Local Merchants and Adapting to Change

A very interesting post by John Kelsey at The Kelsey Group. Very outspoken and candid reality check for small businesses, and I happen to think he’s right on the money here. I’m reminded of a conversation I had a couple weeks ago with a gentleman in New Hampshire, who was referred to me by a mutual contact. This gentleman was shopping for a Christmas gift for his wife and was at a locally owned jewelry store in the seacoast region of NH. He went in looking for a watch and didn’t quite find what he was looking for.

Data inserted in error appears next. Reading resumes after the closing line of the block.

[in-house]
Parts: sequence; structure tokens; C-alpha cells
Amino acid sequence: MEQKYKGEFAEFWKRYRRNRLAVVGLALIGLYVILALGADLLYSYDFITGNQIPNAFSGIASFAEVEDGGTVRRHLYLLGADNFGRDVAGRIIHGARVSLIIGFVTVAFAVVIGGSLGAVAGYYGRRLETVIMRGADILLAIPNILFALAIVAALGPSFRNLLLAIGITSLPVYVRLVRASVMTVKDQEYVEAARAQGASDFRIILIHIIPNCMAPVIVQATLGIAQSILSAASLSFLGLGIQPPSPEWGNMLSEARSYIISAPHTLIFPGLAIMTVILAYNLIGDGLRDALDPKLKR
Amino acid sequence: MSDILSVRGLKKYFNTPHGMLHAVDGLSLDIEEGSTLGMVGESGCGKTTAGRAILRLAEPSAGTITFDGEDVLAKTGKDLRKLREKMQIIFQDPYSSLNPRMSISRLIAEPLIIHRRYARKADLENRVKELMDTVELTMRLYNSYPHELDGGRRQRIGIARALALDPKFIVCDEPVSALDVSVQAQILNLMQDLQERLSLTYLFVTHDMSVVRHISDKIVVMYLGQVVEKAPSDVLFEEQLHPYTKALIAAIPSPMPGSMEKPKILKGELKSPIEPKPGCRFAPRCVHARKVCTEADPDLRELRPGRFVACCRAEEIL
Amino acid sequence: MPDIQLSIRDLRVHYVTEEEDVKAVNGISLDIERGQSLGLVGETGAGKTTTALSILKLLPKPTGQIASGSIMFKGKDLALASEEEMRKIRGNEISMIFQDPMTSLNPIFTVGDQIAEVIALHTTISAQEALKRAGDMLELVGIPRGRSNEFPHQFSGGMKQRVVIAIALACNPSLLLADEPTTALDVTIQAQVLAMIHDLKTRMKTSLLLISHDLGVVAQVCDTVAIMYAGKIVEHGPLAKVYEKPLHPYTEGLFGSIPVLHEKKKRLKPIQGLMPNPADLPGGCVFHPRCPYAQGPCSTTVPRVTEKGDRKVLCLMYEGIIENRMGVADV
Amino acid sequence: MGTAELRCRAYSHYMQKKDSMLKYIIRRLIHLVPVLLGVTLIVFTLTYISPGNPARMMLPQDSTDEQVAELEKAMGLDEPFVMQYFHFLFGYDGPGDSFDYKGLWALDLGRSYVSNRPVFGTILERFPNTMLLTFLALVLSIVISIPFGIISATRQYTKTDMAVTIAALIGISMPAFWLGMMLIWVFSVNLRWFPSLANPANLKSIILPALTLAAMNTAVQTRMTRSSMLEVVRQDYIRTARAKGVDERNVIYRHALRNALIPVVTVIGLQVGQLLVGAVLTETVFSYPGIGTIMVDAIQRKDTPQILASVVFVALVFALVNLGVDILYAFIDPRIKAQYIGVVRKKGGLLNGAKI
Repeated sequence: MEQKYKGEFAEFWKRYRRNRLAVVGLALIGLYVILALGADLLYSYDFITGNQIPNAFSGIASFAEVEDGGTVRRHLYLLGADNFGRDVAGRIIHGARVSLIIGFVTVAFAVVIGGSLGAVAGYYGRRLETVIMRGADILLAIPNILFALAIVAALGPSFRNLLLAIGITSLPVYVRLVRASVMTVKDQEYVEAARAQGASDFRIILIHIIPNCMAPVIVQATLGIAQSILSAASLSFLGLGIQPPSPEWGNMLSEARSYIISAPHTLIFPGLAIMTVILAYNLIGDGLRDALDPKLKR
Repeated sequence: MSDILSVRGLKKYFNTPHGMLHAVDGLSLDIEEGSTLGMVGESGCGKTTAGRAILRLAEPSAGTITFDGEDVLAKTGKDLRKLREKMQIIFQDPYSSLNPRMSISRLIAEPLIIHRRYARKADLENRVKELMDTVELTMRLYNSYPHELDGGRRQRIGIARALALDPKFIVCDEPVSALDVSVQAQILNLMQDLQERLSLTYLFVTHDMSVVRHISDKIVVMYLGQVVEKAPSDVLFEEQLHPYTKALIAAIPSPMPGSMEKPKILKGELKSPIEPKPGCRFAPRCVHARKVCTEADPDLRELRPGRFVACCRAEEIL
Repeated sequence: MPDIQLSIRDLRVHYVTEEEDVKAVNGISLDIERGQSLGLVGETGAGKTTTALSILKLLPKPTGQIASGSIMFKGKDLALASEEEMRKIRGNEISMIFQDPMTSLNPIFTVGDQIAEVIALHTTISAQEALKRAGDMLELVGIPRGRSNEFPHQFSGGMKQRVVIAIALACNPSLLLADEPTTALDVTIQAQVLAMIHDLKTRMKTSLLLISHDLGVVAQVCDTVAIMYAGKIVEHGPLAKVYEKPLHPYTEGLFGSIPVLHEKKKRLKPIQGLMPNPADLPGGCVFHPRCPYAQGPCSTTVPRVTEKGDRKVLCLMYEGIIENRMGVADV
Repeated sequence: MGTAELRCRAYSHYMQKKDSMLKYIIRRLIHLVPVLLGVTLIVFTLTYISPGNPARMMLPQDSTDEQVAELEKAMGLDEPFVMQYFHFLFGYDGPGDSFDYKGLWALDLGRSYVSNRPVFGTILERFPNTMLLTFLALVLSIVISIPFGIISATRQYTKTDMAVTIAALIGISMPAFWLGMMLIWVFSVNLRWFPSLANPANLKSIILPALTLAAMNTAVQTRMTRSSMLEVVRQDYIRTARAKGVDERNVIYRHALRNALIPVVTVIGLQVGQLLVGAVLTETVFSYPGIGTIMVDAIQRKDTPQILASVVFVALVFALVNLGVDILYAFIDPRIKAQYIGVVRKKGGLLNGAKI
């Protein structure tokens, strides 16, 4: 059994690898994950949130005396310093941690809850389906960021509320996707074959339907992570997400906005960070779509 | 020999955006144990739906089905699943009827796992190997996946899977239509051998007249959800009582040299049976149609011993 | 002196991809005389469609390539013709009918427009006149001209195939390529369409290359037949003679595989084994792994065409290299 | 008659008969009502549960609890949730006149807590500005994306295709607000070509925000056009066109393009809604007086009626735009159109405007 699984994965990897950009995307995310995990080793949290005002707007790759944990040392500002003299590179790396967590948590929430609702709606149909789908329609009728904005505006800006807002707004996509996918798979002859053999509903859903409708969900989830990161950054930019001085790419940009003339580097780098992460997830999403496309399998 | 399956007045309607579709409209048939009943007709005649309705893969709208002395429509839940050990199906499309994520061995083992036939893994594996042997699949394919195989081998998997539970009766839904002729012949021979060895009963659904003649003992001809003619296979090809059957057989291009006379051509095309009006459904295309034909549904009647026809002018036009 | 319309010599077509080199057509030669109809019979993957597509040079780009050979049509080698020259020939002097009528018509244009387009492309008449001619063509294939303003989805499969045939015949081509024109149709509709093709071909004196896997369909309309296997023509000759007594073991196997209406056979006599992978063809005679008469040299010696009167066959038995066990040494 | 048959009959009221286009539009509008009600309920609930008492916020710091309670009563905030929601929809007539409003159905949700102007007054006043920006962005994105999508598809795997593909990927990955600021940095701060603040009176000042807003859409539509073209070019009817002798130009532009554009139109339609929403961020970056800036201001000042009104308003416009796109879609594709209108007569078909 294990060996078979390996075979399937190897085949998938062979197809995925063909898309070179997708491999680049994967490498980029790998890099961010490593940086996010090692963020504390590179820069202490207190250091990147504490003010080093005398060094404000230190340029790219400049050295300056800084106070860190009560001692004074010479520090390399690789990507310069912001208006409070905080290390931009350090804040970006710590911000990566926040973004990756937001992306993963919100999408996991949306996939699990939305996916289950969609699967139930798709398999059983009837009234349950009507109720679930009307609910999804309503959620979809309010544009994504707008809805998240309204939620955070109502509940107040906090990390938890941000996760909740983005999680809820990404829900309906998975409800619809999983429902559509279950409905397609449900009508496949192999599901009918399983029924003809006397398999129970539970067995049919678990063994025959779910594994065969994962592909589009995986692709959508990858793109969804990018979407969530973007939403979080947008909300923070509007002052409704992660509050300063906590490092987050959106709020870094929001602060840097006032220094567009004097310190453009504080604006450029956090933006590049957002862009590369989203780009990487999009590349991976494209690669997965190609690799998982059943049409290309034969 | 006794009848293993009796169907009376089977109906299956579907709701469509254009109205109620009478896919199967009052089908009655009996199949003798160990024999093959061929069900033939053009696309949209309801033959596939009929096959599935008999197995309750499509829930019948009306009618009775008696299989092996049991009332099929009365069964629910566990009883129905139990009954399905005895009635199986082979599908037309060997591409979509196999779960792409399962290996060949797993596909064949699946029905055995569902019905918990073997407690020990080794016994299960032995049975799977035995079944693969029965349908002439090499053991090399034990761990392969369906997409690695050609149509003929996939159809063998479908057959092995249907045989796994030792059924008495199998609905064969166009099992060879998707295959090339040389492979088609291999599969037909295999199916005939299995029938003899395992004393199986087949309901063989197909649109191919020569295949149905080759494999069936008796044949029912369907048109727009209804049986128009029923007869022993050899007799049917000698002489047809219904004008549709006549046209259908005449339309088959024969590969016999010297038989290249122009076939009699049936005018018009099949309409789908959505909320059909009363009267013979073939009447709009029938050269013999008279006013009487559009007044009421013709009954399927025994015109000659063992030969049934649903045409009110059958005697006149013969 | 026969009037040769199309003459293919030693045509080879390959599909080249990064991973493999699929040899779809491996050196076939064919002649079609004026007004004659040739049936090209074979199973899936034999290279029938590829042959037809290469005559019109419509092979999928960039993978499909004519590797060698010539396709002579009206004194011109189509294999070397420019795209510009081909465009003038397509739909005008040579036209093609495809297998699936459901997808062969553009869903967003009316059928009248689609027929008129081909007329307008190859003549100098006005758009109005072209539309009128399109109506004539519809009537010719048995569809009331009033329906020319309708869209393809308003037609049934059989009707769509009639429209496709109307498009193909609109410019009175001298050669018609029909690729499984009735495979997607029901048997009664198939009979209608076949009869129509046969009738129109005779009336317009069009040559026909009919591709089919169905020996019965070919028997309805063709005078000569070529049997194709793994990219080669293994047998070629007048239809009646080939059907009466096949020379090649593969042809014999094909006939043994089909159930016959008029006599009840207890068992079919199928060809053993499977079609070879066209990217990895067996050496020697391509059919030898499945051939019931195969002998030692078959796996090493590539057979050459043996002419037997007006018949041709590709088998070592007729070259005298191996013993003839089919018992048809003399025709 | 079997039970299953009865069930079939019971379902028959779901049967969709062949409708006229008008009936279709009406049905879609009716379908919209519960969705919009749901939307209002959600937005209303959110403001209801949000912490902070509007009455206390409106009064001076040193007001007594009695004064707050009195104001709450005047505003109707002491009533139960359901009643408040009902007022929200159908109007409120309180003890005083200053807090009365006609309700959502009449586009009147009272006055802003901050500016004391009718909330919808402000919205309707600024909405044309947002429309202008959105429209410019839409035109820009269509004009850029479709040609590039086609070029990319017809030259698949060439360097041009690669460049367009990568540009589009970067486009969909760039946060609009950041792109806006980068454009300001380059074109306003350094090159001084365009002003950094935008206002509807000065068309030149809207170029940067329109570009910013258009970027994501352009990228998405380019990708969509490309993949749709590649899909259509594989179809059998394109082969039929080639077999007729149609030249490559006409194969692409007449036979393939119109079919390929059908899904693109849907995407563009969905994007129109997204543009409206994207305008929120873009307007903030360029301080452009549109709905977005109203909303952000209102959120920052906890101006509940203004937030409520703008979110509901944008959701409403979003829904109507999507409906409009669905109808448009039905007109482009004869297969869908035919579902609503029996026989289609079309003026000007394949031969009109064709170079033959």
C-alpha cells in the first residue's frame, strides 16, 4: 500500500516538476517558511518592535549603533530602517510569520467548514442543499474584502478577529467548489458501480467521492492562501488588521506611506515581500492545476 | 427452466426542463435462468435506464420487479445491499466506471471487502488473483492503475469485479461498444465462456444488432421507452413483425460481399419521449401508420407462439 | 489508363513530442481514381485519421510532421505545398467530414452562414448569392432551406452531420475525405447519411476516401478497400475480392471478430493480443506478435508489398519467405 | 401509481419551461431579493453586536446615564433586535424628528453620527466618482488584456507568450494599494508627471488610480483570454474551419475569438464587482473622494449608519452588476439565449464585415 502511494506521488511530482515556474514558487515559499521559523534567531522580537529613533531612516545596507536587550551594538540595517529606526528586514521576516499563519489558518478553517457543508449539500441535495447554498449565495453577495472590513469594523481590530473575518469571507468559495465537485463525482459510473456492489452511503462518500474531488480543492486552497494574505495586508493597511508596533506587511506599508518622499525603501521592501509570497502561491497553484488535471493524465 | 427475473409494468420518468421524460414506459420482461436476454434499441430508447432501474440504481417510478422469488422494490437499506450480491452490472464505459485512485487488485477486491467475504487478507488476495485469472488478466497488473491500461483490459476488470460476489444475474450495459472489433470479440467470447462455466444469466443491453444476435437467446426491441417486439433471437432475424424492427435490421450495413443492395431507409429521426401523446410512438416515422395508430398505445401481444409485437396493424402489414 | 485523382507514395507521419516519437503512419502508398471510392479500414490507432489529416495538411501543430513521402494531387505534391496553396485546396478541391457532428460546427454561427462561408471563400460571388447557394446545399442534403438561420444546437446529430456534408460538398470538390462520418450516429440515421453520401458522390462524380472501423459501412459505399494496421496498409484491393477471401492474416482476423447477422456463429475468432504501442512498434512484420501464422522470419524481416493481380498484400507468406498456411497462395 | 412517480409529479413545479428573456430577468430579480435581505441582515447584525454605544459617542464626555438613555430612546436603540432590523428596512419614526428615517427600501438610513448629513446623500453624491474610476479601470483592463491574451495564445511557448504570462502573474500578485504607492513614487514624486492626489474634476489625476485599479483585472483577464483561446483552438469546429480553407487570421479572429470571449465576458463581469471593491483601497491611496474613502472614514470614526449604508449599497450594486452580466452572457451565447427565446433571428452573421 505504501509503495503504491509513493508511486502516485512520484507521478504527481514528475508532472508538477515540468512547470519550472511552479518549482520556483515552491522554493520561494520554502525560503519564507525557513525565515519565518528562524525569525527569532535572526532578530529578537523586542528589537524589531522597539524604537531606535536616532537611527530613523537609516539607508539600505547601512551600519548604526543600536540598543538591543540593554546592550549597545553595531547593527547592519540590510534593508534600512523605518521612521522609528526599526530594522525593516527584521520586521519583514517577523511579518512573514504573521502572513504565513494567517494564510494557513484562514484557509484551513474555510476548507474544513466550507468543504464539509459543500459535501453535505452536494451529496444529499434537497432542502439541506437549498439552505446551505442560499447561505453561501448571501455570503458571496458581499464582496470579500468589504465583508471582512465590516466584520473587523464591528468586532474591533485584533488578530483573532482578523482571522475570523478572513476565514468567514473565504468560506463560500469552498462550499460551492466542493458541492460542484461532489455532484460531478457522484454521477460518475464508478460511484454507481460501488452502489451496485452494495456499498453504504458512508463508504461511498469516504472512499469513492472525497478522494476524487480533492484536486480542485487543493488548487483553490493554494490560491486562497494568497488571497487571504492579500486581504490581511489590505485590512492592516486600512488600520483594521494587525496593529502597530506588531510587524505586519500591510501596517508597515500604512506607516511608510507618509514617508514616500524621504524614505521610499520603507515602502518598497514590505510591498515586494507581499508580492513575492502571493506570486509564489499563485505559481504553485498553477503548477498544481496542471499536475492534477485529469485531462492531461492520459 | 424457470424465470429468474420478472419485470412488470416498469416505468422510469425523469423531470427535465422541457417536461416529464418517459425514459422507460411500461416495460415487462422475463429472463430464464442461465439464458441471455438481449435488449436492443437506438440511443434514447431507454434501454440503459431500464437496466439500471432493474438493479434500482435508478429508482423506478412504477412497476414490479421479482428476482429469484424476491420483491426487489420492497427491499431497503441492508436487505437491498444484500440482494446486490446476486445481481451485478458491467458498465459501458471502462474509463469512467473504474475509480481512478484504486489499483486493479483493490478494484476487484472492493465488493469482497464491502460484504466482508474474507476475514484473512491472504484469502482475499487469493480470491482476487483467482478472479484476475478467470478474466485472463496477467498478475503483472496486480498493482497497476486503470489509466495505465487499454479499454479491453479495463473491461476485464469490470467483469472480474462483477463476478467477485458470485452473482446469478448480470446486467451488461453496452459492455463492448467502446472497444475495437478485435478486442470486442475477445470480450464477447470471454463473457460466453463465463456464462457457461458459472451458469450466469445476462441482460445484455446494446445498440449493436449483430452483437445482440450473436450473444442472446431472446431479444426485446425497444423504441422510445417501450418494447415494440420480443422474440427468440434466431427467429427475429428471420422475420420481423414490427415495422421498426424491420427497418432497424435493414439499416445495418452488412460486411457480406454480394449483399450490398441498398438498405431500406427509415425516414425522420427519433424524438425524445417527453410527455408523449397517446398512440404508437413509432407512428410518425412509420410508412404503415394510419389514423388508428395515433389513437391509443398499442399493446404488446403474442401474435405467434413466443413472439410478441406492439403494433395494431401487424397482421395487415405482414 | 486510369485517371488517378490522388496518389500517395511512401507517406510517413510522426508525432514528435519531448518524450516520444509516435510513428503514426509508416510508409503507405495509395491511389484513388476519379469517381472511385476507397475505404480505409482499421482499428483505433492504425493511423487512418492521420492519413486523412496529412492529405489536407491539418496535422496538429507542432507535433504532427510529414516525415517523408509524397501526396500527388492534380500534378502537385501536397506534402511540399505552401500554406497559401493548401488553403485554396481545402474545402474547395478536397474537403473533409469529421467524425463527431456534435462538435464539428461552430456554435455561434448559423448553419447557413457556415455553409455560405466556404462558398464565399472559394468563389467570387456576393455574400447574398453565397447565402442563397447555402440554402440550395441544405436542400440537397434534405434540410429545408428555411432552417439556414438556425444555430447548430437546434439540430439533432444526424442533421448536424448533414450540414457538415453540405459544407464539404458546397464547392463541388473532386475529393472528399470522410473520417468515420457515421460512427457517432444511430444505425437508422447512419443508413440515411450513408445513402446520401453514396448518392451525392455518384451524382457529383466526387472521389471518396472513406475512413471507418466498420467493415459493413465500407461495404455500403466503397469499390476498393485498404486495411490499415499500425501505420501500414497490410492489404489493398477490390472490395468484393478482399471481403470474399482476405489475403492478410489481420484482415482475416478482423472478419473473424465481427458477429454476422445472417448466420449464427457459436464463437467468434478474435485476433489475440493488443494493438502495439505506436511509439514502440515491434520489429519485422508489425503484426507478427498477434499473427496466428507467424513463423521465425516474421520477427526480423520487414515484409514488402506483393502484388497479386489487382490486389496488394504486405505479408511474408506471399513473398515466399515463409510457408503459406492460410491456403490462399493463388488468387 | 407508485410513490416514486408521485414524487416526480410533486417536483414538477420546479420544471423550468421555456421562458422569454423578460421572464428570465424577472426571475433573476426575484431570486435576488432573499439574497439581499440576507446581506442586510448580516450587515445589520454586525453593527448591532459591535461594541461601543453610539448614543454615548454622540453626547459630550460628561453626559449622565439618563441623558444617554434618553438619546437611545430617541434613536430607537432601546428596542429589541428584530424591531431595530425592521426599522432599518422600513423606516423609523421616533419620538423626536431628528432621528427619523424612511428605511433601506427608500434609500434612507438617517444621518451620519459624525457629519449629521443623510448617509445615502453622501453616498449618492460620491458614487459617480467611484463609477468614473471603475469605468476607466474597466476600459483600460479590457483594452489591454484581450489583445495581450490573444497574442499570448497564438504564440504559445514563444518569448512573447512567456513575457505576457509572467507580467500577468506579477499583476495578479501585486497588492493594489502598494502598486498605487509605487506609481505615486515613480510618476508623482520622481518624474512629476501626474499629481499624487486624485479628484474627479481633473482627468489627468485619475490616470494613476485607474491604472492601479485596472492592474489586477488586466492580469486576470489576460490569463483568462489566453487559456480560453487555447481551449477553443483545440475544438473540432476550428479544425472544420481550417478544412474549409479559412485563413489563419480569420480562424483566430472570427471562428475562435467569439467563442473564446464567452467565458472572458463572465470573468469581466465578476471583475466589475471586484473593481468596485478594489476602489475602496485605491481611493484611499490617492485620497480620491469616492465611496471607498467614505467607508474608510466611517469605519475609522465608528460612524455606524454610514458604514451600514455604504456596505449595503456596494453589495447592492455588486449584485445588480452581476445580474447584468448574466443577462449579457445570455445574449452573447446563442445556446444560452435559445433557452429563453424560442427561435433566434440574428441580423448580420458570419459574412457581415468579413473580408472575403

<!–break–> He still purchased a watch anyway, because it was a matter of convenience. He had an idea, which he shared with me, about an inventory management and distribution system for which a business, such as this jewelry store, could access their distributors’ inventory and special order items. It was more complex than that, but that’s the gist of it. He was aware of my involvement with Citysquares and wanted my opinion on whether or not he thought there was a market for this sort of thing. I explained that while I thought there was certainly a market for it, the reality is that getting local merchants to conform to the requirements of the new technology is a tough sell. Local merchants have their own ways and methods for running their business. Surely there are some standards, like Quickbooks, or Peachtree, and some standard POS and inventory systems, but at the end of the day, they use what’s easiest and most convenient. Asking a local merchant to adapt to the pace of technology and changes around them is like asking a third world nation to adopt environmentalism – it’s a stretch. Unless you can really point out the benefits and make the proposition that they can justify a quick and measurable ROI, it’s really an uphill battle. Unless it directly affects their bottom line, they will resist change. So while I agree with John’s reality check, reality is relative. There are movements all across our country, to prevent the invasion of big box retailers and the homogenization of our communities. Ones that comes to mind is Local First and BALLE. These are not fleeting ideas run by hippies, these are serious and business minded individuals who are doing it, and doing it well (to quote LL Cool J).